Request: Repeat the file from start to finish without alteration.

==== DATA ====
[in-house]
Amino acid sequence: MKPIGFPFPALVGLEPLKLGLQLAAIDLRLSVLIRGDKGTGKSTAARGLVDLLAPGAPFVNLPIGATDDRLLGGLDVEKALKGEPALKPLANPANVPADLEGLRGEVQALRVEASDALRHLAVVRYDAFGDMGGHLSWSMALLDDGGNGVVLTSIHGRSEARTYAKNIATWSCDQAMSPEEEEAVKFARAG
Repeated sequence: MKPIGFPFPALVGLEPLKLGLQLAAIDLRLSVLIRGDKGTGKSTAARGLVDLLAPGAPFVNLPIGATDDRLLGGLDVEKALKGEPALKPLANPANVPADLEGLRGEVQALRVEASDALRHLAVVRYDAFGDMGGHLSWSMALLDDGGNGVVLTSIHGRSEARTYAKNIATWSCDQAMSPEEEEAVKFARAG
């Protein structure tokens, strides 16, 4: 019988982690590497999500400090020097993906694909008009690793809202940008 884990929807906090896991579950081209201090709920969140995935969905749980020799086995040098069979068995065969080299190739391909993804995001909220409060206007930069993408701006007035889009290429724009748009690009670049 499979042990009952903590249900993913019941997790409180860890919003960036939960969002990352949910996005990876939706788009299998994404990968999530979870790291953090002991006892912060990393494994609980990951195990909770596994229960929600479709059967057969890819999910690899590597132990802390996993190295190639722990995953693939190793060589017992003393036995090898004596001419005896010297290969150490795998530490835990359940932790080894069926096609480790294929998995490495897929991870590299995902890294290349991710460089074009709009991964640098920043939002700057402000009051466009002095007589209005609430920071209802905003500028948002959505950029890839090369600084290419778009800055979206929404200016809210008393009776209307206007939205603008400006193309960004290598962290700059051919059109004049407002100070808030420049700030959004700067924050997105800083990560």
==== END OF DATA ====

[in-house]
Amino acid sequence: MKPIGFPFPALVGLEPLKLGLQLAAIDLRLSVLIRGDKGTGKSTAARGLVDLLAPGAPFVNLPIGATDDRLLGGLDVEKALKGEPALKPLANPANVPADLEGLRGEVQALRVEASDALRHLAVVRYDAFGDMGGHLSWSMALLDDGGNGVVLTSIHGRSEARTYAKNIATWSCDQAMSPEEEEAVKFARAG
Repeated sequence: MKPIGFPFPALVGLEPLKLGLQLAAIDLRLSVLIRGDKGTGKSTAARGLVDLLAPGAPFVNLPIGATDDRLLGGLDVEKALKGEPALKPLANPANVPADLEGLRGEVQALRVEASDALRHLAVVRYDAFGDMGGHLSWSMALLDDGGNGVVLTSIHGRSEARTYAKNIATWSCDQAMSPEEEEAVKFARAG
């Protein structure tokens, strides 16, 4: 019988982690590497999500400090020097993906694909008009690793809202940008 884990929807906090896991579950081209201090709920969140995935969905749980020799086995040098069979068995065969080299190739391909993804995001909220409060206007930069993408701006007035889009290429724009748009690009670049 499979042990009952903590249900993913019941997790409180860890919003960036939960969002990352949910996005990876939706788009299998994404990968999530979870790291953090002991006892912060990393494994609980990951195990909770596994229960929600479709059967057969890819999910690899590597132990802390996993190295190639722990995953693939190793060589017992003393036995090898004596001419005896010297290969150490795998530490835990359940932790080894069926096609480790294929998995490495897929991870590299995902890294290349991710460089074009709009991964640098920043939002700057402000009051466009002095007589209005609430920071209802905003500028948002959505950029890839090369600084290419778009800055979206929404200016809210008393009776209307206007939205603008400006193309960004290598962290700059051919059109004049407002100070808030420049700030959004700067924050997105800083990560």